Should I say “disabled” or “person with disability”? A guide to person first language

15 November 2020

Hi, I’m Lucy.
What should you call me? Lucy.
That is my name. I use a talker. I can tell you my name on my talker if you want to know.
I love to welcome new people when they come to the site. Also, I want you to know that my favourite animal is a giraffe.


We often get people asking us whether to say ‘disabled person’ or ‘person with disability’. and it’s a tricky one to answer because there’s no hard and fast rule. It essentially comes down to what the people you are referring to prefer. 

Some people like person-first language, and some people would prefer you use identity-first language. And if you’re reading this and not sure what those terms mean, here’s a quick rundown: 

Person-first
 is when you put the person before the disability in the phrase and is often referred to something that people have. This looks like: 
• People with disability 
• Anne has a disability
• I have autism 

Identity-first 
is the disability is part of your identity, so you use it more like an adjective. This looks like: 
• Disabled people 
• Anne is disabled 
• I am autistic 

Why language is so important


There’s a lot of power in the words you use. Anyone who’s ever been bullied or called names knows the power words have to hurt us, and unfortunately the disability community has a long history of offensive and hurtful words used against us. 

That’s why it’s so important we get it right now. 

By using someone’s preferred language, you are letting them know you respect them.

Why some people prefer person-first language 
Person-first language quite literally puts the person first. It’s a way to put the focus on the person rather than the disability. For instance, you may prefer to be referred to as “person with intellectual disability” than “intellectually disabled person”. 

This kind of terminology encourages people to look beyond the disability. The disability is part of who we are, but it doesn’t define us. 

This is also generally the more PC term to use. It is a safer bet, especially if you are not a member of the disability community. If you are in doubt, it’s a good way to start. It’s what a lot of journalists and government organisations tend to use. 

Why some people prefer identity-first language

Disability is nothing to be ashamed of. Lots of people are proud to be disabled. This is a big reason why people often embrace identity-first language. 

In recent years, there’s been a bit of a push towards this kind of language, especially with younger people. This is heartening as it is a tangible way to see stigma around disability lessening. People who choose identity-first language sometimes feel person-first language makes disability seem like something to be ashamed of.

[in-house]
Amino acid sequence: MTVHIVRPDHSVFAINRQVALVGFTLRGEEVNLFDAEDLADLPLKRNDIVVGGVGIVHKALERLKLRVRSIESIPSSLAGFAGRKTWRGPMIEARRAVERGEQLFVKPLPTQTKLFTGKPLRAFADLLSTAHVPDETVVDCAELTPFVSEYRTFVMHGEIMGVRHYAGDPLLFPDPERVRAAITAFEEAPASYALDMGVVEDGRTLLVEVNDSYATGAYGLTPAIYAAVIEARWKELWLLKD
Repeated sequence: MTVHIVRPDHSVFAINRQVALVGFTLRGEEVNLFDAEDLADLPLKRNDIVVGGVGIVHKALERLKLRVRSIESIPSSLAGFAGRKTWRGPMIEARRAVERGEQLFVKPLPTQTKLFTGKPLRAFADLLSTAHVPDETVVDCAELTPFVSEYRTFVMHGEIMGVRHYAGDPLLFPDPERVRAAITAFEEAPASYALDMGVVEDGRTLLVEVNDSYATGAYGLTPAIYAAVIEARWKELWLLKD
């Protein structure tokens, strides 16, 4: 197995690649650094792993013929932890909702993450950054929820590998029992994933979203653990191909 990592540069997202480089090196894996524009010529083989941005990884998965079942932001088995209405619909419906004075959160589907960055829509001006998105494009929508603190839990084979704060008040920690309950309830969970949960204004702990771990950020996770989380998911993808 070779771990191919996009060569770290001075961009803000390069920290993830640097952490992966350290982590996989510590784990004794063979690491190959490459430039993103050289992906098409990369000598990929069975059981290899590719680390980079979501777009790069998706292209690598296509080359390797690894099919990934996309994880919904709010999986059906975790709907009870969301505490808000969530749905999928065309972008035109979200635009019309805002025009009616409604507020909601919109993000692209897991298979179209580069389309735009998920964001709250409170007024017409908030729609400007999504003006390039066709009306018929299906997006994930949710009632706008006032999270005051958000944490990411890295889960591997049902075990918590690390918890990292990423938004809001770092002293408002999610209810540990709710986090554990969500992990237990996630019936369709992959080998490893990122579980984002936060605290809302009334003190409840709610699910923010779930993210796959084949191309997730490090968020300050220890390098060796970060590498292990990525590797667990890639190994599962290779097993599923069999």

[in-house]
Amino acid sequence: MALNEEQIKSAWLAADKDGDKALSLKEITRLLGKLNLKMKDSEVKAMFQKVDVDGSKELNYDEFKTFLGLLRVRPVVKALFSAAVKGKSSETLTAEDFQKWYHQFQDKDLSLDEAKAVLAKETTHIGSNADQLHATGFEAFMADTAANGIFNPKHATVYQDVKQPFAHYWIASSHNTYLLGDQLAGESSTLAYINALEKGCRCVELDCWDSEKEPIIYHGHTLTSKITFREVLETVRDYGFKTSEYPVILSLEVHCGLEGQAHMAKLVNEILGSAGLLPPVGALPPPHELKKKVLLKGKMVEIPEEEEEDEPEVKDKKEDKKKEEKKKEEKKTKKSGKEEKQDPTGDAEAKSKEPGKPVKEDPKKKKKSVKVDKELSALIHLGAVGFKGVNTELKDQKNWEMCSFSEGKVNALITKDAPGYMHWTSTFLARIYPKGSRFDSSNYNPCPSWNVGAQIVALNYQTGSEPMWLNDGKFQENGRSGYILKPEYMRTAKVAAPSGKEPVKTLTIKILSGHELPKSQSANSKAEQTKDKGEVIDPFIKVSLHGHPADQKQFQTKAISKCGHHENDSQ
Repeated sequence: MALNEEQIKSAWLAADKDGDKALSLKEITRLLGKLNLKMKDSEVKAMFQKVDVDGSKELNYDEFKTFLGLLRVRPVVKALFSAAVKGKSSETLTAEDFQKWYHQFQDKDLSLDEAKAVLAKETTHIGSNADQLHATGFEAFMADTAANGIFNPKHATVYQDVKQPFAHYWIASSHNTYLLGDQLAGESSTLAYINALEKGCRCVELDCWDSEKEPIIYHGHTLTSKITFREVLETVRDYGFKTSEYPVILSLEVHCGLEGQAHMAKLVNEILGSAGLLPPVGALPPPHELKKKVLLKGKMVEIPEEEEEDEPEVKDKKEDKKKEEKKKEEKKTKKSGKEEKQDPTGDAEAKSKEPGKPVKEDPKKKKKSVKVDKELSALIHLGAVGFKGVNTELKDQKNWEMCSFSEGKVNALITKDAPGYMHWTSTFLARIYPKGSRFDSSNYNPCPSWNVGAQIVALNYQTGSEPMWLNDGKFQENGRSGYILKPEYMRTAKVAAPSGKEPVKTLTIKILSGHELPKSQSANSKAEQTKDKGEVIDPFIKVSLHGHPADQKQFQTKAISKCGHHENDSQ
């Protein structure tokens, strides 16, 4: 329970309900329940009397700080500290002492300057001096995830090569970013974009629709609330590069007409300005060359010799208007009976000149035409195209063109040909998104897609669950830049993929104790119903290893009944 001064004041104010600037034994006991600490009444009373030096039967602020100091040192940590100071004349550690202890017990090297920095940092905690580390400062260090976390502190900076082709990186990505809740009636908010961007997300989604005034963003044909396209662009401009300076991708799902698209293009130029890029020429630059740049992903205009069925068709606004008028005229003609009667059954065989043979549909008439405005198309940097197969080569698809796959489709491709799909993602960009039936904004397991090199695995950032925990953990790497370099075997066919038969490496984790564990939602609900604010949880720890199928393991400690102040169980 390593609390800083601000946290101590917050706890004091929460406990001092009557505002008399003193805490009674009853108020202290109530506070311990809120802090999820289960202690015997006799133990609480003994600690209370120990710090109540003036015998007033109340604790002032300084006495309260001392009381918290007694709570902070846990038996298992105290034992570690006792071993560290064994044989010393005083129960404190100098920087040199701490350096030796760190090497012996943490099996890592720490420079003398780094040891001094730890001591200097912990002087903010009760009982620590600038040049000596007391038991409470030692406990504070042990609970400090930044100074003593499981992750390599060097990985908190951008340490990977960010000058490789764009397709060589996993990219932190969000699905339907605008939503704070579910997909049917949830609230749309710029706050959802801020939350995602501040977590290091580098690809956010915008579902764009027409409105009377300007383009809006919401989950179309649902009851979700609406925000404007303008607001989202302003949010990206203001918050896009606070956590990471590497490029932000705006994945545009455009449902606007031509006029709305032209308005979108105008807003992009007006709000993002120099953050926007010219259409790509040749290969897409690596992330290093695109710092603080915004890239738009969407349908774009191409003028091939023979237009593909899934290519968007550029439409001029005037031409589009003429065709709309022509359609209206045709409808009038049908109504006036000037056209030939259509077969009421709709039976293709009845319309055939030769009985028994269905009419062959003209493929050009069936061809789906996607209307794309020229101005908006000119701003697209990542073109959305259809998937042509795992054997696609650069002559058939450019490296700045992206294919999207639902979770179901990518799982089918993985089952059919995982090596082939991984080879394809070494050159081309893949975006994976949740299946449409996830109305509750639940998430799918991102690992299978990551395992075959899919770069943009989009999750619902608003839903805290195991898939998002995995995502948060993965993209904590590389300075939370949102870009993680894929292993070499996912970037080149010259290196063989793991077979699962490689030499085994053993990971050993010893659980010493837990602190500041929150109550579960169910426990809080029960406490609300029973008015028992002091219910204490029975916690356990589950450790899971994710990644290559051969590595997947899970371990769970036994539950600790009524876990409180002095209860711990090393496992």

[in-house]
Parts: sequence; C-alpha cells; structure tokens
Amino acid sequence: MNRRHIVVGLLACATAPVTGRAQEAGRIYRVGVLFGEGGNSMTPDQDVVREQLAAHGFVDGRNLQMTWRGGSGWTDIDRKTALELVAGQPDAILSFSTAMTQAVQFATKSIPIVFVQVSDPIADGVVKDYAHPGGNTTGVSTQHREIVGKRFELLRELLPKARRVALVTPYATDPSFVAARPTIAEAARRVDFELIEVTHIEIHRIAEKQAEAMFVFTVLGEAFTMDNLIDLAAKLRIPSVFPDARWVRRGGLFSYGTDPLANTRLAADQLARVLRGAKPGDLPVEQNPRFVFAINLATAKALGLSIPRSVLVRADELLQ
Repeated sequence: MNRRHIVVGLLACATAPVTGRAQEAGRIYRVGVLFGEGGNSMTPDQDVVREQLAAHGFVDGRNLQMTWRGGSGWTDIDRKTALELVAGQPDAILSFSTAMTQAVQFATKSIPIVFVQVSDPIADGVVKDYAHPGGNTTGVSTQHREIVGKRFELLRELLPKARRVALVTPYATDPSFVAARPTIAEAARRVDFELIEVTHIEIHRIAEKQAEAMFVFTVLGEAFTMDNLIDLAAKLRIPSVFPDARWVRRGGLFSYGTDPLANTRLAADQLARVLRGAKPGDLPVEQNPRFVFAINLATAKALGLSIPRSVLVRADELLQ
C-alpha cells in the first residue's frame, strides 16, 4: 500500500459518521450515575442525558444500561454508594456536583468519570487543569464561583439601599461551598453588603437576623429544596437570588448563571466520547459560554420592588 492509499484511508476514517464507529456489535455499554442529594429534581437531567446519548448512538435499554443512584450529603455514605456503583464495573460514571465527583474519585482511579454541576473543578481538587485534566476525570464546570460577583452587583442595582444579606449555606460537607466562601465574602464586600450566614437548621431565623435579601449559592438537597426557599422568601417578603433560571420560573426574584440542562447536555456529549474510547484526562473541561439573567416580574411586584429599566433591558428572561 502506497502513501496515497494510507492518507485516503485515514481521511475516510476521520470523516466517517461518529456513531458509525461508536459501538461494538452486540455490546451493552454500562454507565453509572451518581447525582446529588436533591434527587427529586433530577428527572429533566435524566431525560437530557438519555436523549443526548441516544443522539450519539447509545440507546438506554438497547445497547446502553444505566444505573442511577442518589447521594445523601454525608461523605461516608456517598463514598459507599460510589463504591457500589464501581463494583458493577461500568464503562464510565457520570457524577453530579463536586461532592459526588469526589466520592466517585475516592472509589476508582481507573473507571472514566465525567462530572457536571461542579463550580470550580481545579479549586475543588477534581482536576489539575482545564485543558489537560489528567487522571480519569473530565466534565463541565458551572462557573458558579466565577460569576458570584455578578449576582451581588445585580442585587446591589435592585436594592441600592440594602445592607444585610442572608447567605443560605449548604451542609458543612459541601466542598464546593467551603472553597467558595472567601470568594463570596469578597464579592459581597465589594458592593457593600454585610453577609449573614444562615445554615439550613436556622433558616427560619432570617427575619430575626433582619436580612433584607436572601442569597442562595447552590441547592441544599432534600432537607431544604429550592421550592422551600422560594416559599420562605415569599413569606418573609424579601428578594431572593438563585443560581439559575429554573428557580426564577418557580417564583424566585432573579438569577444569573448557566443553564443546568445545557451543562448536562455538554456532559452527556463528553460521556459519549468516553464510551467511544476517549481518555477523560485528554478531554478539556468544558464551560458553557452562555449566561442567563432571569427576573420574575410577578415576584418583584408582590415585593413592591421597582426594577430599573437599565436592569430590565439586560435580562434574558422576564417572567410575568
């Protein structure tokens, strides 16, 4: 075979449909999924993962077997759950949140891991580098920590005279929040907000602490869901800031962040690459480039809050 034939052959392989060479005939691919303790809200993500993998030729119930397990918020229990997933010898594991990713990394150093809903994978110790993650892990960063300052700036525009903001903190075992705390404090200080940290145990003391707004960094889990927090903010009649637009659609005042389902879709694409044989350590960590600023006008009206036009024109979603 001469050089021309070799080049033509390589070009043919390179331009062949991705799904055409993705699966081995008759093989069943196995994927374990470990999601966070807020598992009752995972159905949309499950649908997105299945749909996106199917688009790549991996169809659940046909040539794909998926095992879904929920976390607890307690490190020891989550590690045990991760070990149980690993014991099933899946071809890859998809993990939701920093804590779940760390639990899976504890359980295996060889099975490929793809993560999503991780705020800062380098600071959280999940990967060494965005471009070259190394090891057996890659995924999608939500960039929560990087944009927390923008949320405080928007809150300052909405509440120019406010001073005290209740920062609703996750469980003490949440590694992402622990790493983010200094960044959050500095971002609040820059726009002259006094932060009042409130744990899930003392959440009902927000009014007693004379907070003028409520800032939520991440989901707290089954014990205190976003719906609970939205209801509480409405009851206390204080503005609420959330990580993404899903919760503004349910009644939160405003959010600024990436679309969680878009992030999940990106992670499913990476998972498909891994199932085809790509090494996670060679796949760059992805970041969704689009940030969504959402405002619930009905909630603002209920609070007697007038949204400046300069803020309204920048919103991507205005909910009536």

Some disability communities have been using identity-first language all along. Perhaps the two most notable examples are the blind and deaf communities. When you say things like ‘people with blindness’ it just sounds weird. 

The verdict?

If you’re talking to or about an individual, it’s a no brainer - just call them by their name. 

With the right intentions, both person-first and identity-first language are trying to do the same thing - communicate respectfully. 

The best thing to do if you’re not sure is allow the communities you’re speaking to define themselves. Ask what they prefer. It can really be that simple. 

Some wording to avoid when talking about disability Some terminology is best to avoid. Here’s a rundown of some wording to definitely steer
Don’t say: Instead, say: Why?
He has special needs He has an intellectual disability He may feel patronised by the word “special”
She is differently abled She has a disability She doesn’t need to feel more different than she already might
He is handicapped He has a disability Just because he has a disability doesn’t mean he is necessarily handicapped from leading a normal life
She is mentally disabled She has an intellectual disability This has negative historical connotations
He is crippled He has a disability The word “crippled” actually means damaged or flawed and is an insensitive way to describe a person with a disability
Normal People who don’t have disability Normal doesn’t really exist. By using this word it implies that people with a disability are abnormal.


Contact us to find out how we can support you

Share:    



Other blogs and information you maybe interested in

Janie and Angie talk life, love, and equality

Angie Kent spoke to Janie about friendship, love, and the things we can all do to celebrate the contribution of people with disability.

6 ways to be a good long-distance friend to someone with intellectual disability

Can't see your friends in person? We've put together some tips to help your friendship thrive - no matter the distance.

Your Disability Support Pension (DSP) questions answered

 

Over the past few months, we’ve noticed a lot of people asking questions about the Disability Support Pension (DSP) – especially when the government talks income support and financial help for people affected by the coronavirus pandemic.

Fly into July

Endeavor Foundation is a charity partner of Fly into July, a month-long step challenge, designed to inspire everyone towards an active and healthy lifestyle.

Putting the social in social distancing

Many of us are spending more time at home than we ever have before.

In this blog we take you through 5 ways that you can keep your social life active – even in the midst of a pandemic.

Easy Read Resources: Coronavirus

As an organisation that supports people with intellectual disability, we are passionate about making sure crisis information is presented in a clear and accessible way.